April 10, 2006
A View From the Stacks: What about the photo contest?
An open letter to AALL:
National Library Week was just not the same this year.
I’ll be honest, I am a little hurt right now. National Library Week came and went, and there was no hint of having another photo contest for “Day in the Life of a Law Library.” After last year, the Public Relations Committee called the contest a “success”, as well as other applicable synonyms. In December’s issue of Spectrum, the intro to the photo winners highlighted the fact that photos from all over the country came in, showcasing the profession in all its fun, serious, busy and fashionable glory. Even Elvis made a cameo in one of the photos!
Now, understand that I am not upset because I wanted to replicate the photo I was in last year, only with different shoes. And no, I did not buy that new pair of stilettos just for the photo. They went nicely with a bag I am eyeing. And even though I considered lobbying the library to fly Tina Ching up to Seattle from Phoenix to take award-winning pictures, I figured that this would seem excessive in the eyes of some. No, the real reason I am upset about no photo contest is because taking photos gave us law library folk something fun to do during National Library Week.
I think it is a bit difficult for a law library to plan events during NLW. Not because a law library staff lacks creativity or desire (OK, this may be true in some cases), but because it is pretty difficult to offer a read-along hour in the courthouse featuring Moore’s Federal Practice Volume 2. And offering cookies and bookmarks is a nice way to draw attention to the fact that a National Library Week even exists, but the week is for patrons and library staff alike. A photo contest is just the thing that engages staff and patrons together. Plus, it provides AALL with a lot of photos to use in future Spectrum articles.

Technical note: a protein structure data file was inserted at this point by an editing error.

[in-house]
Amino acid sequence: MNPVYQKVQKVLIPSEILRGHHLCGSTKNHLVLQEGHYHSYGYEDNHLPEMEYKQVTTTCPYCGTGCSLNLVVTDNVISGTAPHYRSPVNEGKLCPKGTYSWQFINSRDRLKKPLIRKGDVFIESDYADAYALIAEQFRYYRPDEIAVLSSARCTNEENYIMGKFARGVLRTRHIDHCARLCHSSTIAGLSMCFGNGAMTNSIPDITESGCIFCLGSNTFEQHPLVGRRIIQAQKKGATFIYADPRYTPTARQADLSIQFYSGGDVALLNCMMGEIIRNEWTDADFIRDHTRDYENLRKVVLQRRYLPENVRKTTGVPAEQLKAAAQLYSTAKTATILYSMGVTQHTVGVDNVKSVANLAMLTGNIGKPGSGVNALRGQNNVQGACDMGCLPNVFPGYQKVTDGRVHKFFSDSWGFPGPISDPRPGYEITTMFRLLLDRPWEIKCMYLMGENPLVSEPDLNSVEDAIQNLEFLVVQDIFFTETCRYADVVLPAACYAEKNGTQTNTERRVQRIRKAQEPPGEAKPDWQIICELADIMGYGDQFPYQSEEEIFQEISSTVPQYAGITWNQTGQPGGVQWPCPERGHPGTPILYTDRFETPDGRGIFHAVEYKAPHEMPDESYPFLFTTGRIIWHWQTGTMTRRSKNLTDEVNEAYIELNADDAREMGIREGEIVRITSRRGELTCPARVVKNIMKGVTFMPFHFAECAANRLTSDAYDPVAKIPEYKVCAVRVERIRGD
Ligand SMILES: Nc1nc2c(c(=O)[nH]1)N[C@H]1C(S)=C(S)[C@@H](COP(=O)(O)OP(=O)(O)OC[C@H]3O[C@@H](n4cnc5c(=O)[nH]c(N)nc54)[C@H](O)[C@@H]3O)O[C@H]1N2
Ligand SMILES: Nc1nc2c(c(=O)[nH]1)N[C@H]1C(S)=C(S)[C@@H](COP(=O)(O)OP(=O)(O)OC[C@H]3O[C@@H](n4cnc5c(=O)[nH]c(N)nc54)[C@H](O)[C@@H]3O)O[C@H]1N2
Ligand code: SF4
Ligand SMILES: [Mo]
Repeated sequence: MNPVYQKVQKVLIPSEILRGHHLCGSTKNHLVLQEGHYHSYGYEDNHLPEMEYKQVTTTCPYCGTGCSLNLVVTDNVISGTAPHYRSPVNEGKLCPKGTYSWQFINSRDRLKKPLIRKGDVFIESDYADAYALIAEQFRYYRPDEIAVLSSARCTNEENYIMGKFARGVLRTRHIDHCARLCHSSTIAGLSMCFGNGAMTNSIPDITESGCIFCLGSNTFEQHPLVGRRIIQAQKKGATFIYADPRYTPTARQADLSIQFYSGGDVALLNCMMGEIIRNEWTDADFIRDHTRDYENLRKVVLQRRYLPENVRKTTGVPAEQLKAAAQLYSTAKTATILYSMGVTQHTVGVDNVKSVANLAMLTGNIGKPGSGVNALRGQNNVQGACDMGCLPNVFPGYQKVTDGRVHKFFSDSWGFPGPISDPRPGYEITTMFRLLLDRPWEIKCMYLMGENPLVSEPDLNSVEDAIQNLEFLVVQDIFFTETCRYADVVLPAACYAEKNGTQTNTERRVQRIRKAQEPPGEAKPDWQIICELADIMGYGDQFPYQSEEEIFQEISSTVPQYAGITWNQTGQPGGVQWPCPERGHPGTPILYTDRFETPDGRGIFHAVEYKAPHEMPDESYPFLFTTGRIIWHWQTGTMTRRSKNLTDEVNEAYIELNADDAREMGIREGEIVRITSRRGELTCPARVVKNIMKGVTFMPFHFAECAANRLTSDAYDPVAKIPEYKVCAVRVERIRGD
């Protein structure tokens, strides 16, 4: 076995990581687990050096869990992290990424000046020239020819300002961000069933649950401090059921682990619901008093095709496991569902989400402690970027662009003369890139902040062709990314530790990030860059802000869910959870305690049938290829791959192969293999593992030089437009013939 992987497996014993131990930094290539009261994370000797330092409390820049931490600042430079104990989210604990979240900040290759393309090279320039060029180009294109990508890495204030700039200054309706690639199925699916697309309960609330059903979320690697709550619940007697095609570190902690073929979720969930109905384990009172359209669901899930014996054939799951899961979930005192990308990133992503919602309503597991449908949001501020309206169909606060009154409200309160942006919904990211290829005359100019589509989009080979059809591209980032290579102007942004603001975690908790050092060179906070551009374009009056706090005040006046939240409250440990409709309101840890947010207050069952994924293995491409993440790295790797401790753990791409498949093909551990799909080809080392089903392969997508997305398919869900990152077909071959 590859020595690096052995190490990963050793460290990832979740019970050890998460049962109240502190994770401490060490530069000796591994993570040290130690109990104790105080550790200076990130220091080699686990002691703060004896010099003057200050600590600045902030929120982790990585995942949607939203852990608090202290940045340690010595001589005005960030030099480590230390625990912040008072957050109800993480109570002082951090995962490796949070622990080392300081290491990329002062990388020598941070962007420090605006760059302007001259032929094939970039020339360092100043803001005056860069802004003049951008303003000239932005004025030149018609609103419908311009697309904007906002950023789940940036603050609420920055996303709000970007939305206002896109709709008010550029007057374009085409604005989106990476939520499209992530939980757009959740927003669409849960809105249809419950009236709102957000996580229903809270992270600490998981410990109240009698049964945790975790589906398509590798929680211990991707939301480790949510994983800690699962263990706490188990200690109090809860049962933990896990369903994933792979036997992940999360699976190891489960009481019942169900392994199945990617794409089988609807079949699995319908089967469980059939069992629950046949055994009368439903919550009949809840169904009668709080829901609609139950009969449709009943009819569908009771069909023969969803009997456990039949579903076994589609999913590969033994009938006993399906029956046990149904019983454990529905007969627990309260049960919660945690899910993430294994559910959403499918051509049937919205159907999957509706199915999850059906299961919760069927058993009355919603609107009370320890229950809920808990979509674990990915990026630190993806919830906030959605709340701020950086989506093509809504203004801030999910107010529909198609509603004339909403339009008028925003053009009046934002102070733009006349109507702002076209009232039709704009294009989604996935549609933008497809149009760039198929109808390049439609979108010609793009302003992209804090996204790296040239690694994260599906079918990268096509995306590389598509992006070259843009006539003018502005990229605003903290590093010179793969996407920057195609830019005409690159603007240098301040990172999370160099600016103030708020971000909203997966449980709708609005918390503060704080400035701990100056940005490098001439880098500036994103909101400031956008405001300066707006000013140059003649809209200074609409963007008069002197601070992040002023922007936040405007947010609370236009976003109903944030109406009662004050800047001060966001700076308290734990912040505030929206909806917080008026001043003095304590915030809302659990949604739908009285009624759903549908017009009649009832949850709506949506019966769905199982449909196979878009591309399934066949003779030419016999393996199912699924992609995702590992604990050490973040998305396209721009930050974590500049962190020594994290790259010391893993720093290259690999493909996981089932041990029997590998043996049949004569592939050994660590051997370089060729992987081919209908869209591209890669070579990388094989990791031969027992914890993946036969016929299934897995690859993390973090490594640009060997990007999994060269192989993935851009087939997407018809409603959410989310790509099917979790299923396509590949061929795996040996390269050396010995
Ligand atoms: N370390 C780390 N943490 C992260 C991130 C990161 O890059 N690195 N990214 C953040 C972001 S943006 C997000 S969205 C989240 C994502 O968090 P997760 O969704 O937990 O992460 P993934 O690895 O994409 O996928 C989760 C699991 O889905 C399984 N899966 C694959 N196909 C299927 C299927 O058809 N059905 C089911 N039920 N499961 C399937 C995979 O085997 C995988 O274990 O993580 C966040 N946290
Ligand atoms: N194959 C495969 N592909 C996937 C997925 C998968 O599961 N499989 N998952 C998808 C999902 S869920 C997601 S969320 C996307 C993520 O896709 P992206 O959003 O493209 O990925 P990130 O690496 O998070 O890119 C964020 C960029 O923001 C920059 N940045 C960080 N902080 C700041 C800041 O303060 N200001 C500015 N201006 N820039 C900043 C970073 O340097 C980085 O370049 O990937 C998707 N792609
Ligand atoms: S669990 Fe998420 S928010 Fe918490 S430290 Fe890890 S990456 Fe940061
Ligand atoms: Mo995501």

So why not make this photo contest an annual event? Allowing law libraries to submit photos that we believe most accurately display our libraries is one part showing off and another part sharing input about how we fit into the community. And while there is the incentive of winning, there is also the fact that each year we could look for new things in our libraries to highlight. For example, I have always believed that the sport of book-cart racing is not just for the local public library anymore. And what better way to show the world law library athletic prowess then taking photos of it during National Library Week?
I ask that you please take this idea into serious consideration.
Stina McClintock, Library Technician, King County Law Library (Seattle)
Editor's Note: Book-cart racing, a Gen Y sport. I raced book carts some 30 years ago but now I favor law library pitch and putt golf tournaments.
|"I think one of the funniest parts of the [photo] controversy is this outrage over sexy stiletto shoes. Who knew that I am so sexy because of my shoes?" - Stina|
|Quoted by Tina Ching in Images from a Library: Reflections on a photo and a profession, AALL Spectrum (March 2006) at 21.|
Award winning photographer, Tina S. Ching (Arizona State), writes about taking the historic "Shelving in Silhouette" photo with Stina and offers her thoughts about smashing pumpkins and passing the torch to a new generation in her March 2206 AALL Spectrum article Images from a Library: Reflections on a photo and a profession:
Perhaps the most significant issue that can be derived from the photo is the entrance of a new generation of law librarians. In the photo, the person shelving is looking forward, not back at the camera as is most common in photos. What is she looking at? Being Seattle, she was most likely looking at the fog or rain, but it can be interpreted as her looking to the future. According to the AALL Gen X Gen Y Task Force Members’ Briefing from December 2004, both McClintock and I are members of the generation known as Gen Y (born after 1977). I will not go into a discussion of generation issues here (best tackled in its own article); I will simply say that believe it or not, Gen Y has already entered the profession.
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